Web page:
In October 2017 a survey of 890 CIOs and IT directors across 23 countries by Logicalis Group reported that 44 percent of respondents felt complex legacy technology is “a significant barrier to digital transformation”, second only to a more ambiguous “organizational culture” at 56 percent.

‘Complex legacy technology’ refers to enterprise applications. While myriad studies have been made concerning implementation difficulties or outright failures as well as post-implementation struggles, the most common sources of client disappointment in their complex legacy technology are:

  • Client disappointment, however misdirected, of the nature of enterprise applications. “We thought it was an IT project and learned too late that it is a business process project.”
  • Clients’ persistent underestimation of implementation complexity coupled with faulty business cases that hindered project progress rather than guiding it. “We know that we’ll be better off with this software, so why use measures?”
  • A chronic failure to treat migration to integrated enterprise applications as a very long-term affair. “ We prepared for a wedding but not the marriage”

A report issued in January 2018 by Forrester Research and IBM cautions that “…rather than treat core enterprise applications as “old world” technology, they [executives] must invest in modernizing these systems to create an agile and flexible foundation on which ever-evolving digital capabilities can be erected.”

While a shift from on-premises enterprise applications to the cloud will help ease some of the legacy complexity, the majority of firms in the matured market are now struggling to move their applications off-premises to the cloud. Cloud deployment, in brief, is only approaching the full-scale, ubiquitous adoption touted by many vendors. Fully 70 percent of CIOs report that security concerns are the chief barrier to cloud adoption while in Europe, 56 percent are hampered by General Data Protection Regulation (GDPR) policies.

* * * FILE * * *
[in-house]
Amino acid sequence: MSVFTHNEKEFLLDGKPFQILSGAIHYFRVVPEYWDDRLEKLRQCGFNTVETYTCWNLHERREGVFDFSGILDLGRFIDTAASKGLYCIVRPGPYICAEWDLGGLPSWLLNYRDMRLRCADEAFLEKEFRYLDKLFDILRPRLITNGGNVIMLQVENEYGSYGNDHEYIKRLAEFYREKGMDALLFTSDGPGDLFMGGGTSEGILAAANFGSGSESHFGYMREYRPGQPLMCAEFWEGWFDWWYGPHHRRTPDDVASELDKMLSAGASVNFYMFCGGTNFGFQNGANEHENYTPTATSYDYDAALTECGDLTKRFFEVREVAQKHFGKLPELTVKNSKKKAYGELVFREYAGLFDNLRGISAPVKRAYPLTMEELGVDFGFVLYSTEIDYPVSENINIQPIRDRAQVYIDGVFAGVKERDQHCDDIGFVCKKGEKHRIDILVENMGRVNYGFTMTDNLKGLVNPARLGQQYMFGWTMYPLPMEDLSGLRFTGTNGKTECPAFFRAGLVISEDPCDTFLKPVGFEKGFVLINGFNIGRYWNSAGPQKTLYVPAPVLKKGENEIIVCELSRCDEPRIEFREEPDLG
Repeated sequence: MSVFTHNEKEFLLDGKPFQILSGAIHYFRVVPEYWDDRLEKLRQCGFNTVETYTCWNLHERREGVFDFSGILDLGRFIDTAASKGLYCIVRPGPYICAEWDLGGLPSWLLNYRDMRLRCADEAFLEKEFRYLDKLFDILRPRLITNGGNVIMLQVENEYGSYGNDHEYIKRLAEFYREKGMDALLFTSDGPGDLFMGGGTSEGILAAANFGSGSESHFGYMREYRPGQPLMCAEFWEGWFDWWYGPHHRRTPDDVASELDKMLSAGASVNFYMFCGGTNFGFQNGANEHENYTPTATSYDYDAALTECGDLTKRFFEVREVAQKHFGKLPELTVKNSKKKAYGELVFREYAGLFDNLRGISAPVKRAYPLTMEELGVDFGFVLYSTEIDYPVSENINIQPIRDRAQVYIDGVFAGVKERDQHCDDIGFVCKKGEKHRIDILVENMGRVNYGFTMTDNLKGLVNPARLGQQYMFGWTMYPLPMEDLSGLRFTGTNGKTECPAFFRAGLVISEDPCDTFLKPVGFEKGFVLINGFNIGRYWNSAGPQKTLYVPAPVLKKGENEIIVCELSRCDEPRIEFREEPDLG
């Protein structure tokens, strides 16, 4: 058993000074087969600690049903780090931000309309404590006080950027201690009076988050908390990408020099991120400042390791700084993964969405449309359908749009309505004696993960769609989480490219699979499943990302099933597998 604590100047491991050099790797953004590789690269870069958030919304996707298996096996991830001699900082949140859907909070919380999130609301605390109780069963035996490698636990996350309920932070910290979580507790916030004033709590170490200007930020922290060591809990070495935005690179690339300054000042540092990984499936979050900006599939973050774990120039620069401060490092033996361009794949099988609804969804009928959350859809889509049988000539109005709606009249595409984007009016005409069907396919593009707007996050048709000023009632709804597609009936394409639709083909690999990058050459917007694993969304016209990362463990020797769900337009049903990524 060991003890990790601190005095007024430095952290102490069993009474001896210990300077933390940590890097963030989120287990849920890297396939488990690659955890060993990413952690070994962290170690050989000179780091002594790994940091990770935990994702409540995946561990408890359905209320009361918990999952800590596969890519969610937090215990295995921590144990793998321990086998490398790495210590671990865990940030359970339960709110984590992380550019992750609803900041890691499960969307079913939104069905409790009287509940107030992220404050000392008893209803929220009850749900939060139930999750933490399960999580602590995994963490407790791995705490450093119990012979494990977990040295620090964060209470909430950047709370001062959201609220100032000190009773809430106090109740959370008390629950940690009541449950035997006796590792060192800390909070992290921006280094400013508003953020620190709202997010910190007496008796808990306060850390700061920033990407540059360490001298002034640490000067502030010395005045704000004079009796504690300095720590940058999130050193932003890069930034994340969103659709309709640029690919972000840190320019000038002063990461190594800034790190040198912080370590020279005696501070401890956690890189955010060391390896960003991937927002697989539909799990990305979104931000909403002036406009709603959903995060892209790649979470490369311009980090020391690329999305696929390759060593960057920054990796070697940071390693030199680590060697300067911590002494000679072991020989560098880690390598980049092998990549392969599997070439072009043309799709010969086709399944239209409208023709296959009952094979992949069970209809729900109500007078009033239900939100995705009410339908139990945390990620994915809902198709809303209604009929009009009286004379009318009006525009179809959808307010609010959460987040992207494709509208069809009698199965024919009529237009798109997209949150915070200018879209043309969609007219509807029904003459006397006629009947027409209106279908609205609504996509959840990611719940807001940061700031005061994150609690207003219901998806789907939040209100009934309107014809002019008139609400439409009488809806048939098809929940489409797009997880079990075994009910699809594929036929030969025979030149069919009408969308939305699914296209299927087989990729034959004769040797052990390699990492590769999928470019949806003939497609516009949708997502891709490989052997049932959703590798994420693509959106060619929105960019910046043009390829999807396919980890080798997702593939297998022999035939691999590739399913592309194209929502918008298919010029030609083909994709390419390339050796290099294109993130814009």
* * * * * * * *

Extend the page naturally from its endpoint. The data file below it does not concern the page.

Due to previous delays in adapting ERP solutions, Africa does not suffer from complex legacy technology, nor is there a huge and somewhat intractable on-premise installed base hindering applications operations’ move to the cloud. The lack of such hindrances in the African market only add luster to the greenfield effect.

Until the 1980s, Africa showed little deployment or evolution around enterprise applications. Since then, evolution has been evident and, in recent years, has visibly accelerated.

Conditions Contributing to the Acceleration of the African Digital Sunrise

Though progress has varied considerably from country to country, the African continent has seen a digital sunrise since at least 2010. Our belief is that this sunrise is beginning to accelerate due to a variety of factors that are favorable to evolution in the realm of information technology assets both in enterprise applications and the emerging digital assets. Among these are:

  •  Overall economic health
  • A culture focused upon labor force evolution through both job numbers and levels of employment
  • Sociological drivers for technology to improve the human condition
  • An evolution of personal digital skill sets for devices, instruments, and software utilization
  • Emerging government support, both financial and educational

What follows is an inventory and exploration of Africa’s current accelerators to the digital sunrise.